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HOW WILL RUSSIA'S ELECTIONS AFFECT SLOVAK-RUSSIAN RELATIONS?

Economically, little will change

When Russians went to the polls to vote for their president on June 16, incumbent Boris Yeltsin finished first, ahead of Communist candidate Gennady Zyuganov, but without enough votes to win outright. The second round of elections are being held on July 3. Two leading experts examine the economic and political ramifications of that election for Slovak -Russian relations below. Regardless of who wins the second round of presidential elections in Russia, whether it be Yeltsin or Zyuganov, economic relations between Russia and Slovakia will not be affected.


"Slovak exporters of consumer goods have only a slim chance of selling their goods on the Russian market without a "leg-up" from government."

Vladimír Taranov




When Russians went to the polls to vote for their president on June 16, incumbent Boris Yeltsin finished first, ahead of Communist candidate Gennady Zyuganov, but without enough votes to win outright. The second round of elections are being held on July 3. Two leading experts examine the economic and political ramifications of that election for Slovak -Russian relations below.

Regardless of who wins the second round of presidential elections in Russia, whether it be Yeltsin or Zyuganov, economic relations between Russia and Slovakia will not be affected.

The countries' economic interests are mutually linked. Slovakia is the main transit country for supplies of Russian oil and gas to western Europe. Speculation that in the event of a Zyuganov victory Russia will curtail or halt export of energy sources to Slovakia is groundless. Export of gas and oil is the main way in which Russia gets its hard currency, and so any future Russian government will endeavour to increase energy supplies to the countries of eastern Europe and to the West.

The turnover of goods between Slovakia and Russia in 1995 was $1,774 million, which is 20 percent more than in the previous year. Russian exports to Slovakia were valued at $1,445 million, while imports registered $329 million, resulting in a trade balance of $1.1 billion in Russia's favor.

Russian exports were dominated by oil (5 million tons) and natural gas (5.5 billion cubic meters). These fossil fuels constituted 100 percent of Slovak import of energy sources. Other exports from Russia include black coal, iron ore, synthetic caoutchouc, leather, wood, mineral fertilisers, newsprint, textiles and metals.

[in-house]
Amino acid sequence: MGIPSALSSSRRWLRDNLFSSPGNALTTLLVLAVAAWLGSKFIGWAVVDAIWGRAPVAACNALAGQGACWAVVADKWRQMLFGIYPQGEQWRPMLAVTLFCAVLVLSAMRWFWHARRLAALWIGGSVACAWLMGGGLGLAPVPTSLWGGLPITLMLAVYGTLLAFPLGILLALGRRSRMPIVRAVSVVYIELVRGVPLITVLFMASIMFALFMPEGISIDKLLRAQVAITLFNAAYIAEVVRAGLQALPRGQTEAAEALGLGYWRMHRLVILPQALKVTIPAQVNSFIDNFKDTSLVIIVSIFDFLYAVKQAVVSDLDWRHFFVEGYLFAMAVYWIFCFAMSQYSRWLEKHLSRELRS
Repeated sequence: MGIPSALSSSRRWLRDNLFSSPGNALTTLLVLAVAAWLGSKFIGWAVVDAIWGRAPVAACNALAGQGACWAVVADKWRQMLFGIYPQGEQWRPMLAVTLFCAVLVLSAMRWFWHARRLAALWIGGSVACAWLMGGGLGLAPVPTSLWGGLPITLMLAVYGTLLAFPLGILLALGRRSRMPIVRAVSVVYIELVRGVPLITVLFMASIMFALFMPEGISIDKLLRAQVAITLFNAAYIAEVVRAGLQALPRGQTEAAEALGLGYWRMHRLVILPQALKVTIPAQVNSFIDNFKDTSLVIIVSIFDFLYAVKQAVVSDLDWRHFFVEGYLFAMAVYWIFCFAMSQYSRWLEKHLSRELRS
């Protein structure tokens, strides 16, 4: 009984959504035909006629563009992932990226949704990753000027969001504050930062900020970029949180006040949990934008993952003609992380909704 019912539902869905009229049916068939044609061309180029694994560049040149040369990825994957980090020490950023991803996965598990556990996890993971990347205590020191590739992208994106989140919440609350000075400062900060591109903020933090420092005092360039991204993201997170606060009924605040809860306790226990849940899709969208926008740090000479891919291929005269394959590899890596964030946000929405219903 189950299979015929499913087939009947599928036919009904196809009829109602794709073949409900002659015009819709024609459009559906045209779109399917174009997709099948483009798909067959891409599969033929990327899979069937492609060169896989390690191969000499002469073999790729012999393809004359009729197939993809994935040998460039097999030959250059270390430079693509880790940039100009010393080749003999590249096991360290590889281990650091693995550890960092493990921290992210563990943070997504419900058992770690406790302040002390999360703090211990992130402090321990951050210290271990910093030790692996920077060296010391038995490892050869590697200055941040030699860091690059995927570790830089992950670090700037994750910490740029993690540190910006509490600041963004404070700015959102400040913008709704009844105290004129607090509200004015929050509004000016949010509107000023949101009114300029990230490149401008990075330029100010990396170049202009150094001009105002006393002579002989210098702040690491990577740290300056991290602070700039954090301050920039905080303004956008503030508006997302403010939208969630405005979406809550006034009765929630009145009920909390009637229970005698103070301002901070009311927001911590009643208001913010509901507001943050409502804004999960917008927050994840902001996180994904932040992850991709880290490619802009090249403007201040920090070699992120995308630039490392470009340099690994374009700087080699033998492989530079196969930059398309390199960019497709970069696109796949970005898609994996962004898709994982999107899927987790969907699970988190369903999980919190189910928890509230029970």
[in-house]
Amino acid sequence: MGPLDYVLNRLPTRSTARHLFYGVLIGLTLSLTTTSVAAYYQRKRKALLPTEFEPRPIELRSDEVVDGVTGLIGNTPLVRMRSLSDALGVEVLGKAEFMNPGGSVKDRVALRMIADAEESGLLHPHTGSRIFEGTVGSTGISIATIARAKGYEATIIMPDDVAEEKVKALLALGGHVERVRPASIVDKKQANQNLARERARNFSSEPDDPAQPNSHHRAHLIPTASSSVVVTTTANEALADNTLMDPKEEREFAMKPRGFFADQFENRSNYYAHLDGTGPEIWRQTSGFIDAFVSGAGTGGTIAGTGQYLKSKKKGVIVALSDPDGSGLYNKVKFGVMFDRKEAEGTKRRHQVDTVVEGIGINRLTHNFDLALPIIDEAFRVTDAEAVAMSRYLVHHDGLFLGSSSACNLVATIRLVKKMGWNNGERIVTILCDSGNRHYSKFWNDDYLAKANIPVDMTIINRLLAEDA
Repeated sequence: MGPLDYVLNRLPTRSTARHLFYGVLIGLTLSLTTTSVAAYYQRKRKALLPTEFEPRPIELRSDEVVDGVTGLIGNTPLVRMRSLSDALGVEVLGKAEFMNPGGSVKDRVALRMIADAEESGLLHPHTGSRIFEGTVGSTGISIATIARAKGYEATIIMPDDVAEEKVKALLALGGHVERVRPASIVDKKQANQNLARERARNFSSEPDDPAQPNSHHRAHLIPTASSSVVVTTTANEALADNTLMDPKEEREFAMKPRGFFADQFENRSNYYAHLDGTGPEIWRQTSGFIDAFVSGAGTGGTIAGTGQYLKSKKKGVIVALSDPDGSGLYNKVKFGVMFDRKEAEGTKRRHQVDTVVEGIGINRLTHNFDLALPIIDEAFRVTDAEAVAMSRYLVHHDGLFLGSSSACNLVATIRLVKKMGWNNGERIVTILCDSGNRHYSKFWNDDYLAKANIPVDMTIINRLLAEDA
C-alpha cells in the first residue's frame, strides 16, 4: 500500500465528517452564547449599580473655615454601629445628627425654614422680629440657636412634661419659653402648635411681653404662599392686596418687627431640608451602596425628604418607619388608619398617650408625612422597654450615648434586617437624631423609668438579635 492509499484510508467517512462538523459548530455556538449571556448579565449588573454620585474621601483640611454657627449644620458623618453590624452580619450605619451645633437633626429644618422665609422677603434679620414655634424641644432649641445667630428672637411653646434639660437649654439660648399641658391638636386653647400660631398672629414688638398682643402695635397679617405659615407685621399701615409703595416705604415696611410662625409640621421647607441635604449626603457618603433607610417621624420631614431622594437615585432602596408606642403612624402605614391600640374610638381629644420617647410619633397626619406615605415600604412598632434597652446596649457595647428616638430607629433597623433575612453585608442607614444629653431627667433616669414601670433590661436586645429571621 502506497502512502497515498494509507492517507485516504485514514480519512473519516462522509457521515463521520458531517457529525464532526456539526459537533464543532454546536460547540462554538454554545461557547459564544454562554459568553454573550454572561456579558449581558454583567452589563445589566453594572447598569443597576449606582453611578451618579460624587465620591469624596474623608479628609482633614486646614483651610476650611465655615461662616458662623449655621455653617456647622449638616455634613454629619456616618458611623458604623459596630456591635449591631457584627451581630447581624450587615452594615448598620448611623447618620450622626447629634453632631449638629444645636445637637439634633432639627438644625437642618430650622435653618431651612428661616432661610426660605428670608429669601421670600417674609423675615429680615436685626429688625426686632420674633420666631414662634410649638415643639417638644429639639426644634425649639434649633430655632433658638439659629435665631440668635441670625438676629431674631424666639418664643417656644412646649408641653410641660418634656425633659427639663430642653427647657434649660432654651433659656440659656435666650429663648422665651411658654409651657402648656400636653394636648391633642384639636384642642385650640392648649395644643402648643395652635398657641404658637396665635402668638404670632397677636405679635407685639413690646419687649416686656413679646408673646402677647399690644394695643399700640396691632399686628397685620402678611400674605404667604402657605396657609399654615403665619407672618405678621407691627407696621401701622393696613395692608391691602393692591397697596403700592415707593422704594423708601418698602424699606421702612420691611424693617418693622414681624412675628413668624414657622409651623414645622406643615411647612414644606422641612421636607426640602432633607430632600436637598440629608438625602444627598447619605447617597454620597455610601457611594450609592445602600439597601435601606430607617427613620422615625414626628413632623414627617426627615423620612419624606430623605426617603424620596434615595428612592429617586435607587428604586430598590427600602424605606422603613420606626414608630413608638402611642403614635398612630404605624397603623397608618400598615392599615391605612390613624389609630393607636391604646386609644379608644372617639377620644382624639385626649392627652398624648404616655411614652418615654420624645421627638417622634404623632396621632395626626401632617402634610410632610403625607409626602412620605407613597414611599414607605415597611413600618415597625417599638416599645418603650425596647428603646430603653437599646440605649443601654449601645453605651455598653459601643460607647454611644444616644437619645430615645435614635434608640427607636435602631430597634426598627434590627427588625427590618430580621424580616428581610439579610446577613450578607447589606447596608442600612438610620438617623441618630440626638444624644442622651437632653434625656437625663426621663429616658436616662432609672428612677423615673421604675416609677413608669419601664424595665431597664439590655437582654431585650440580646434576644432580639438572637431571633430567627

Russian imports from Slovakia have no strategic importance for Russia. Goods included bulldozers, excavators, diesel engines, medicines, automobiles, chemicals and foodstuffs. Last year exports of medicine and chocolate waned, while those of beer, wine, jewellery and glass ceased altogether.

To tackle the imbalance in trade between Slovakia and Russia the Slovak government produced plans at the beginning of the year to support export to Russia and the other countries of the Commonwealth of Independent States. The measures are intended to provide aid for small and medium-sized Slovak firms exporting eastwards, but in practice not a single Slovak company has yet received any export subsidies.

In April 1996 a group of businesspeople from Moscow visited Bratislava. After surveying the prices of goods in the city they came to the conclusion that foodstuffs, footwear and textiles are more expensive here than in the West.

The Russian market is saturated with Western products. After the dismantling of the state monopoly on trade, practically every commercial outlet has ended up in private hands. Russian businesses generally purchase their goods in the West, where they can get various kinds of discount and where governments provide subsidies for their exporters. The United States, Germany, France and Italy all provide Russia with loans for the purchase of food and textile products, the aim being to penetrate and retain a stable position on the market. The U.S. government, for instance, sets aside huge sums of money for the export of chicken (so-called "Bush drumsticks"). Slovak exporters of consumer goods have only a slim chance of selling their goods on the Russian market without a "leg-up" from government.

Despite the lack of support from the Slovak government, some firms, such as Matador Púchov and Chirana of Piešťany, are using their own initiative. They have established a chain of joint ventures and are making a profit in the face of inadequate legislation, corruption and organized crime.

A win for either Yeltsin or Zyuganov would have no effect on Russian-Slovak relations. State planning and the regulation of production are in the past, and both countries are expanding their market economies. The Russian market is promising and, despite its problems, represents an opportunity for Slovak producers to sell their wares.

Vladimír Taranov is the Bratislava correspondent for the Russian magazine Business World.

Translated into English by Paul Kaye.

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